This is a great piece and well presented especially for those of us in North Central Nigeria looking forward to develop an EWRS to address the new trends of conflicts that has shown no sign of slowing down. One such trend is a kind of Community organized kidnapping of unsuspecting commuters, high profile citizens or harmless children of different background from the perpetrators to demand ransom with aim to fund procurement of sophisticated weapon of mass destruction and counter surveillance communication system, etc. to be deployed for a more deadly conflict attacks.

We will like to follow up on the lessons to be learned from this great initiative and also share with you our approach to addressing this new kind of security threats.

Ruvwang Danjuma Doy
January 30, 2020

Joined the conversation to get materials on early warning and response and their signs, systems and their importance to conflict management

Ruvwang Danjuma Doy
September 10, 2021

Joined the conversation to get materials on early warning and response and their signs, systems and their importance to conflict management

Suleiman abdullahi
January 30, 2020

We would like to know more about (ECOWARN) when it cames to somalia is more needed

Joseph Muhumuza
January 30, 2020

Hi Catheline,

Iam glad to read your views on the importance of early warning as a method of conflict prevention.
I would like to know ho do you bridge the gap between early warning and early response?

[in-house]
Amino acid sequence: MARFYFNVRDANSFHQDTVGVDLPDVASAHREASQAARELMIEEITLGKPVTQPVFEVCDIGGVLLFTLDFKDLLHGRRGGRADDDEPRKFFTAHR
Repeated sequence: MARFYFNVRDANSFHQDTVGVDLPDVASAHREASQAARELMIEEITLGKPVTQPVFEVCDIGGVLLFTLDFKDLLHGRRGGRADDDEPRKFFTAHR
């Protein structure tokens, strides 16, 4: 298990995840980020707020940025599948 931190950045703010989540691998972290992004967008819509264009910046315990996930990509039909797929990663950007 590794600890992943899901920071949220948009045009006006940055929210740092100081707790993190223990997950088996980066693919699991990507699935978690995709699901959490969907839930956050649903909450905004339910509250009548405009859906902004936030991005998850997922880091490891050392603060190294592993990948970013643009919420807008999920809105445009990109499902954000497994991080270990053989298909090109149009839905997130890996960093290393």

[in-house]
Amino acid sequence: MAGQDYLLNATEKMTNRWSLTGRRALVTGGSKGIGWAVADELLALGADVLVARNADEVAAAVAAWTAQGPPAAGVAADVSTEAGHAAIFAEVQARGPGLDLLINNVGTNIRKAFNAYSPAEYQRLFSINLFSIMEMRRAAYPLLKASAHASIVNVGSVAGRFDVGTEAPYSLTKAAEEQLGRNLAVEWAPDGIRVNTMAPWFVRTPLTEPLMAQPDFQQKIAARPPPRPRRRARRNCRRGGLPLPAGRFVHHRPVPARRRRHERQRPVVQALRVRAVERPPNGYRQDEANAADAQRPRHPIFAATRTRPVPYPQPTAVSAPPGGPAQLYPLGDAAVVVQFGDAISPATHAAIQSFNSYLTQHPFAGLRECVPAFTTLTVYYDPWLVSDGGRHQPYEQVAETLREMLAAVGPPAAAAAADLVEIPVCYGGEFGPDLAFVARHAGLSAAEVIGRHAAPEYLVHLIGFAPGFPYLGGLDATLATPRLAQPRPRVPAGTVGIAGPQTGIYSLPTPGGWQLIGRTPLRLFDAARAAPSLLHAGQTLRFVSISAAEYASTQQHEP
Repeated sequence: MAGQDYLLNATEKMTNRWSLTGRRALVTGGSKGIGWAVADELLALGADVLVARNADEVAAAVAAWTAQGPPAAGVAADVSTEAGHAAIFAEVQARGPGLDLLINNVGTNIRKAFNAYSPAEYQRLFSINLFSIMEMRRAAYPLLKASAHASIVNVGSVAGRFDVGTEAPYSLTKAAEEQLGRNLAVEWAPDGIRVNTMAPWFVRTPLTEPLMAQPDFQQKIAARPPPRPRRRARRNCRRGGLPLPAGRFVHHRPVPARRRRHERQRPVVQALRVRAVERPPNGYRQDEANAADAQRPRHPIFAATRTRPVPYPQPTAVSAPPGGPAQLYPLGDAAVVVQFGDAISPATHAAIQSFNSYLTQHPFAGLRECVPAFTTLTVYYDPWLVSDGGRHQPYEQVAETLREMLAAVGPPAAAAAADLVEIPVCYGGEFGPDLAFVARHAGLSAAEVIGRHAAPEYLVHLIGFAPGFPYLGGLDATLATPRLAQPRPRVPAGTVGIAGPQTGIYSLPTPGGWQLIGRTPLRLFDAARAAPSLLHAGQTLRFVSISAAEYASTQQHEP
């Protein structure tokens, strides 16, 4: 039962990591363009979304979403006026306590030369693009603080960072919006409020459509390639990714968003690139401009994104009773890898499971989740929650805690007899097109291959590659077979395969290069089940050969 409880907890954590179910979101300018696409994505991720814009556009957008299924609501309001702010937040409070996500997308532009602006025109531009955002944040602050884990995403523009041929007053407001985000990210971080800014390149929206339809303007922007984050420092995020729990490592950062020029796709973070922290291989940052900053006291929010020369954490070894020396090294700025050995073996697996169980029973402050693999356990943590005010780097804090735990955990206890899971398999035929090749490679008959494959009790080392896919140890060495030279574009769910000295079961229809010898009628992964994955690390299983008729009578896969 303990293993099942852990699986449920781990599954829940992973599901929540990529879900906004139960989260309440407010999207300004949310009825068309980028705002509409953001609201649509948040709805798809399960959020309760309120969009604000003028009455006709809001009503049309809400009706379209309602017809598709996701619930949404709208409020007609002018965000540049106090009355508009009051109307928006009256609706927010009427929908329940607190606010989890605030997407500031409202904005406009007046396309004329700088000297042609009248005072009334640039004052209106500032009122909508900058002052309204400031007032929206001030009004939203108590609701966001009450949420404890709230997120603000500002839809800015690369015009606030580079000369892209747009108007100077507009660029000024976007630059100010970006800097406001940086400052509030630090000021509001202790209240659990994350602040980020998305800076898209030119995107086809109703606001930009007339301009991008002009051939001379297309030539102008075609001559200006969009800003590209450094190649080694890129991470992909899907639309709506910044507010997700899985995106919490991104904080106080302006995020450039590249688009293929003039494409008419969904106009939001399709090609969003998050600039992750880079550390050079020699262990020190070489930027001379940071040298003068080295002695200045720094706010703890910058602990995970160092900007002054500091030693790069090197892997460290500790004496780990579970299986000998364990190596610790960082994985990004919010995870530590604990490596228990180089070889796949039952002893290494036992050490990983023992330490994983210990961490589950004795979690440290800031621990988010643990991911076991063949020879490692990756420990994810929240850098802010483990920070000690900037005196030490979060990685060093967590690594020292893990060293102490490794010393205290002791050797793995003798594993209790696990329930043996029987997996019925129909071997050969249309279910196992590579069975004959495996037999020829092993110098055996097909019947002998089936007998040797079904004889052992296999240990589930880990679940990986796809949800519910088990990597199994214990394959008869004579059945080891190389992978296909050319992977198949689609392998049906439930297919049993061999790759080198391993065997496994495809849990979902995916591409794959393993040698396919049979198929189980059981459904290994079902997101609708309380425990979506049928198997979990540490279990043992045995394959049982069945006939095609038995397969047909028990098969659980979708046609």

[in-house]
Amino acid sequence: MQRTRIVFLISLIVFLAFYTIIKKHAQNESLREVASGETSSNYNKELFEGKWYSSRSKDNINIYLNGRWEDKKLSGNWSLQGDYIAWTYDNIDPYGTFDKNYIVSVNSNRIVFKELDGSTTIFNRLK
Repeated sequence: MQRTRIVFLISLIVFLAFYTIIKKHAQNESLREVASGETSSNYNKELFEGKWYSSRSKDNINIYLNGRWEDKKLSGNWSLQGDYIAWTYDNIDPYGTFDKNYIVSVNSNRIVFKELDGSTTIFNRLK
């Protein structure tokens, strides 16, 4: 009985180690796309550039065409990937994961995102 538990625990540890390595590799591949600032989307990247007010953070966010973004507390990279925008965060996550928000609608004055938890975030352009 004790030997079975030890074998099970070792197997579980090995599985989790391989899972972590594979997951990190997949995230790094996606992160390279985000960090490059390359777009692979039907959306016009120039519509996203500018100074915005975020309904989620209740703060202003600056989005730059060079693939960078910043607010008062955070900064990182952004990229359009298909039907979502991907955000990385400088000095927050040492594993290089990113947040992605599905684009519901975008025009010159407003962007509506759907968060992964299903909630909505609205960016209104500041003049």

Kind regards.

February 10, 2020

Dear Catherine

Could you kindly share the sample and some information on the proposed EWRS? I would be happy to discuss with you further on this initiative.


Binyamin Ahmad
February 10, 2020

Can you help me about Early warning and evacuation system tool kit. What should be the tools and tackles to actually needed for quick response and data collection etc.? Is there already any existing standard tool kit containing all necessary equipments available?
I will appreciate if you help me out in this.


John Nestor Tamba
May 04, 2020

To prevent the conflict within ECOWAS in particular and African continent in general, it's important to stop the change of constitution. Because the main causes of conflict in Africa, are: political, Social, Economic, and Institutional and Cultural. All the Presidents should respect their constitution, organize free and fear, and credible elections and handover the power to the elected president. They must accept the transition like Ghana which is an example in West Africa region in term of democracy and good gevernance.

David Udofia
May 04, 2020

EWER is real time based conflict management mechanism designed to meet peculiar need. Effectiveness lies in local ownership and integration of the processes of EW and ER. Thus, the need for strong linkage between "warners" and "responders". in most cases, EWER failed due to the large scope designed to cover with insufficient resources especially, human, for strong linkage between EW and ER. To get the best of EWER, the key is start with a pilot scheme. Thereafter, escalate and manage.

Lubang Vincent
May 04, 2020

Good day Catherine, thank you for your presentation on EWRS. I would like to set up one to combat conflict escalation among cattle keepers. Would you mind to share with me a standard tool kit, if any, in this regard?

I will be grateful if this can be secured to ease a follow up.

Kind regards,

Casey Barrs